Most traditional rpgs* land somewhere along a line from “make it up as you go” to “pages of defined lore and backstory,” tending toward the latter in how the game runs at the table. For some groups, exploring the lore and its deeper implications and keeping up with the wider campaign world is part of the fun of the game. For players who have read the novels and GMs who have taken extensive notes on the people and places who will be turning up, that’s their brand of fun. If that’s you, I’m not necessarily talking to you right now. However, I think the following ideas might help you reach some of your fellow players who think of that kind of prep as something akin to homework.
The wider-world approach runs into some tight corners when it comes to character history and the fear of “getting it wrong.” Let’s say you want to play a Crane bushi who fought on the Wall as part of a diplomatic exchange between clans. (I know enough buzzwords to make a sentence. Take this for the example it is intended to be) Players with greater knowledge could object to what era that exchange is appropriate, whether or not it’s something that could happen, and the wider repercussions given the particulars of your game or setting. Similarly, the Emperor and Darth Vader potentially had some secret apprentices (especially under the old EU), one of whom might be unaccounted for in official settings for a PC or NPC backstory. But if everything grinds to a halt while Wookieepedia is consulted, then the plotline may be abandoned before anyone gets invested. But by trying to be thorough about background lore, you run the risk of eliminating every storyline that’s not already a part of the setting, leaving your players side characters in their own campaign as “canon” heroes sort out the big events.
As an alternative, consider a living history that can be revealed as you play. Summarize the important elements your campaign will make use of and get the campaign started from there. Feel free to bait some story hooks with existing lore to give your players a reason to get or stay invested in the published setting, but introduce elements when and how you can to invite a deeper study of the world. This way, it’s not homework front-loaded at the beginning of the campaign but an unfolding story with layers for everyone. Even the deep loredivers will appreciate getting to experience it firsthand, especially if you can sneak up on a Big Moment and place them in the thick of it.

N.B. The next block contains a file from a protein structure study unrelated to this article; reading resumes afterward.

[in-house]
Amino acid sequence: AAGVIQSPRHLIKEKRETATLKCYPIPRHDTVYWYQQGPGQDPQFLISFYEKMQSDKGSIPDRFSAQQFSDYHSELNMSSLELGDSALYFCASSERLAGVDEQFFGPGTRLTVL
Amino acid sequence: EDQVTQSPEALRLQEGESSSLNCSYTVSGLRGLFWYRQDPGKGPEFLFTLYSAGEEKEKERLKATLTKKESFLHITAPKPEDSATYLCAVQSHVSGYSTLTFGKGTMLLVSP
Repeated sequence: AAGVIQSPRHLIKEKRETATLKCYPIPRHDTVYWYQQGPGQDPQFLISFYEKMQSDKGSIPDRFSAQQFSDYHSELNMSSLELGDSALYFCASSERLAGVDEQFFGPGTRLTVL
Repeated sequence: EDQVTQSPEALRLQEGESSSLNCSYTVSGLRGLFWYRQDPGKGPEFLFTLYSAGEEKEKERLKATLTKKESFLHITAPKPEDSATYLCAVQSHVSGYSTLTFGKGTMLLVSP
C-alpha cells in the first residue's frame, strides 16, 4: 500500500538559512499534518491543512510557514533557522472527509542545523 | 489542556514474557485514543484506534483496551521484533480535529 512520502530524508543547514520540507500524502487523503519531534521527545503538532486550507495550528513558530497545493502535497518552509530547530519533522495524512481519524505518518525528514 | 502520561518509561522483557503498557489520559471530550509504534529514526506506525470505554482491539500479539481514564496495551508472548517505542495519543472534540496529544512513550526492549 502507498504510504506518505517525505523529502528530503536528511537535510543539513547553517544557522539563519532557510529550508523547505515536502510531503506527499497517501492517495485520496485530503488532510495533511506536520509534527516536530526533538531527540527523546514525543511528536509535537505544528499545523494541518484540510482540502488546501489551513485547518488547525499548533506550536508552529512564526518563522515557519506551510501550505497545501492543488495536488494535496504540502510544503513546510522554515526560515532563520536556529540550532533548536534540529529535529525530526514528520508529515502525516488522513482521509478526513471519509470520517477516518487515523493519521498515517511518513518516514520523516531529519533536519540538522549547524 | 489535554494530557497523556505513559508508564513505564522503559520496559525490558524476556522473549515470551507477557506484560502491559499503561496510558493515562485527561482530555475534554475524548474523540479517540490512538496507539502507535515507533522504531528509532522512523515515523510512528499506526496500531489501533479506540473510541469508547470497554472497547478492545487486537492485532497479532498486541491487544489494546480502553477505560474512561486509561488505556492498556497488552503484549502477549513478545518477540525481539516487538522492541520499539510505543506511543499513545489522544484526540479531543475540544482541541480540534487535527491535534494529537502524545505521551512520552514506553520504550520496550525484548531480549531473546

Some ways to incorporate your expanding worldbuilding is to borrow cues from video games or other rpgs. For example, consider borrowing a page from the Assassin’s Creed series with the Villa Auditore: a homebase with room for incremental improvements, home to NPCs who can deliver new information, housing secrets (and possibly an entrance to some level-appropriate challenges). By getting your party to invest in the community, they put down some roots and shed some of their adventure capitalist/cut-throat opportunist tendencies. By staying in one place while they develop their home base, you can go deeper into that region’s specifics and tie those reveals to the history of their location, making the history of your world personal.
Another route to deepening connections is having equipment and background elements grow with your characters. The disposability of most equipment is fine, but what about the pieces you just can’t part with? Inigo Montoya is not about to ditch his father’s masterpiece just because he found a vorpal +2 rapier. What if these weapons have opportunities to “level up” with your party, at the same rate that new equipment would be bestowed upon them? Maybe the ritual to imbue the weapon with holy energy can only happen on a particular auspicious day, or the reagent that must be sacrificed in the process is plot-rare and difficult to produce. This lets you develop new information about original equipment (“Who knew that there was still ancestral magic bound up in [this item]?”) or learn more about the specific history and magic of treasured items and tie it in with your larger world. Players might jump at the opportunity to power a trusted weapon or spell focus up instead of tossing one of the few constants of their adventuring career in preference of the new shiny bauble. This approach shares DNA with Thread Items in Earthdawn, and is explored/adapted further in my Razors of the Demon Barber for D&D 5E.
These concrete elements can tie into character backstory, integrate into local and world history, and give what came before a way to influence what comes next. If there’s interest, we can discuss what these sorts of elements would look like with particular game systems, so comment here or take it to Twitter.
*For the purposes of these examples, I’m assuming a pre-written world along the lines of Forgotten Realms, Shadowrun, Legend of the Five Rings, or Battletech. In terms of worldbuilding and lore, there’s a wiki of existing content as opposed to player input.